MRE students also benefit from being part of one of the largest design schools in the world, with close to 200 faculty members and 900 graduate students. Beyond the GSD are Harvard’s 12 graduate and professional schools, along with the College, that together weave a rich tapestry of relevant courses and resources. Like all Harvard students, MRE students enjoy cross-registration privileges that enable them to take eligible courses at the Harvard Business School, the Kennedy School, the Law School, the T. H. Chan School of Public Health, the John A. Paulson School of Engineering and Applied Sciences, and the College. Students may also cross-register in eligible classes at MIT and Tufts Fletcher School.
Curricular offerings are supplemented by research and public programs offered by several GSD centers. The Joint Center for Housing Studies issues the renowned annual “State of the Nation’s Housing” report and enjoys long-standing relationships with some of the world’s largest housing providers. Working from its specially designed and constructed HouseZero building, the Center for Green Buildings and Cities produces cutting edge research on how existing buildings can dramatically reduce their energy footprints. Other Harvard centers and initiatives such as The Salata Institute for Climate and Sustainability, the Center for the Environment (part of the Salata Institute), the Taubman Center for State and Local Government, and the Bloomberg Harvard City Leadership Initiative sponsor many public programs with relevance to real estate study and practice.
An important measure of a professional degree program’s success is the ability of its graduates to secure significant and enhanced employment following graduation. The MRE degree program enjoys the advantages of Harvard’s provision of career services and its vast network of alumni engaged in real estate practice worldwide. The GSD’s Office of Career Services provides career counseling, the Connect GSD (mentorship platform), and access to the CREATE platform for post-graduation employment opportunities, programs, and events geared toward career success. The Harvard Real Estate Alumni Organization and the Harvard Alumni Real Estate Board are active in connecting students with alumni.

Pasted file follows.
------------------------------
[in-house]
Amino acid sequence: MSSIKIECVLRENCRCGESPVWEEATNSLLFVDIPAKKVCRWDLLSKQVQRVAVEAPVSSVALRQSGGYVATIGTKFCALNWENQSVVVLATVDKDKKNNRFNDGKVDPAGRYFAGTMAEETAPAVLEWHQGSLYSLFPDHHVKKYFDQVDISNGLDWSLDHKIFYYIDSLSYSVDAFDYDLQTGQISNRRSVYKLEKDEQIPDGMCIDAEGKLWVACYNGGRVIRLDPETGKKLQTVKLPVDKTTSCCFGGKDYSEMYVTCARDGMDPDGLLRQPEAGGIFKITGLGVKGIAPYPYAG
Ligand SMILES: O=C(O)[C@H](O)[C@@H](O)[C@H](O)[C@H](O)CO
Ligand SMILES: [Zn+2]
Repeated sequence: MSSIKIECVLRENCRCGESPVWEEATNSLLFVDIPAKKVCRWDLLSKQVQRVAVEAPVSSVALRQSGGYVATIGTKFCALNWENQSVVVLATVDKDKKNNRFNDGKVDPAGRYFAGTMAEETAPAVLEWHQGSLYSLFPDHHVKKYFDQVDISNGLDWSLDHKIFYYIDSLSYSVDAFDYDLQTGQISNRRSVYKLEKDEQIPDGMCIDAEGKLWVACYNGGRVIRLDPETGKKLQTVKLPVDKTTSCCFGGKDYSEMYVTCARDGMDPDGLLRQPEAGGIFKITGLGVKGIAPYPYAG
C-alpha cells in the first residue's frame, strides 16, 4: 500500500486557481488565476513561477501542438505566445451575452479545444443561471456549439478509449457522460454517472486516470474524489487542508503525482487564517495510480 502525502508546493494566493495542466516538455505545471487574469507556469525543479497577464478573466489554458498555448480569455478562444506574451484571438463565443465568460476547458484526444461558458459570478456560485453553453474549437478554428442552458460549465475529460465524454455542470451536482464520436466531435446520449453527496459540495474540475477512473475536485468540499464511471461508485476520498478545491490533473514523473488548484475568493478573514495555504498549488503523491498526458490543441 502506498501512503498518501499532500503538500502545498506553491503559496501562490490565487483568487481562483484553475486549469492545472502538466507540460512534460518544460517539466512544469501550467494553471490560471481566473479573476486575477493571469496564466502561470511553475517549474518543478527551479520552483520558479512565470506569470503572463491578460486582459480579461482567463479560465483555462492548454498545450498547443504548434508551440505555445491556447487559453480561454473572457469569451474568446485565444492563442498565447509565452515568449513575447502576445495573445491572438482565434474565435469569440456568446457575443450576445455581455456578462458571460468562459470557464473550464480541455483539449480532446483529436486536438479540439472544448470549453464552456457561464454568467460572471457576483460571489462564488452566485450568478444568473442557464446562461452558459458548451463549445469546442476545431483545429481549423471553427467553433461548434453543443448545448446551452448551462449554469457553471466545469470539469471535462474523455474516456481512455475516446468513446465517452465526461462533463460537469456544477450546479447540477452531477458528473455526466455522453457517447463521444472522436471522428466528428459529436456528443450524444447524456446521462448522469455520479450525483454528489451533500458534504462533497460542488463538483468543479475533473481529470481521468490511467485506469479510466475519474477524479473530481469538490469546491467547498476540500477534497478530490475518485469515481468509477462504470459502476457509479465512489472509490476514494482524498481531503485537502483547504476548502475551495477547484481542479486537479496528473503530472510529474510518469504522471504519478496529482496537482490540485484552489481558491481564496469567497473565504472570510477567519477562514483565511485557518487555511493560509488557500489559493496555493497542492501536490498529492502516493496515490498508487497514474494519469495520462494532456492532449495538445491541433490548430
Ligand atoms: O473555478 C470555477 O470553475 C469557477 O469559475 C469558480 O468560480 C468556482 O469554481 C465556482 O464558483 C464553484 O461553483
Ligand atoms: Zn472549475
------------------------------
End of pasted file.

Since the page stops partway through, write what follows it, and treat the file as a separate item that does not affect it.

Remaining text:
MRE graduates will be prepared to assume meaningful positions worldwide in private for-profit real estate companies doing projects that are financially viable and advance beneficial social and environmental outcomes; private not-for-profit real estate entities such as community development corporations and affordable housing developers; public and quasi-public agencies that partner with private developers; real estate advisory and consulting organizations; public and private investors seeking projects that advance socially and environmentally beneficial outcomes; and anchor institutions such as universities and medical institutions (“eds and meds”) that play increasingly significant roles in urban development. Some MRE graduates may choose to set off on their own entrepreneurial path. Others may decide to return to the organization where they worked prior to matriculation, but with opportunities for promotion and new directions based on their MRE degree.
Interested in the MRE program?
For general inquiries about the Master in Real Estate program, please email [email protected] or call 617-495-6120, Monday-Friday 9:00AM-5:00 PM ET. If you would like to be entered in our database and receive future mailings, please fill out the Contact Form.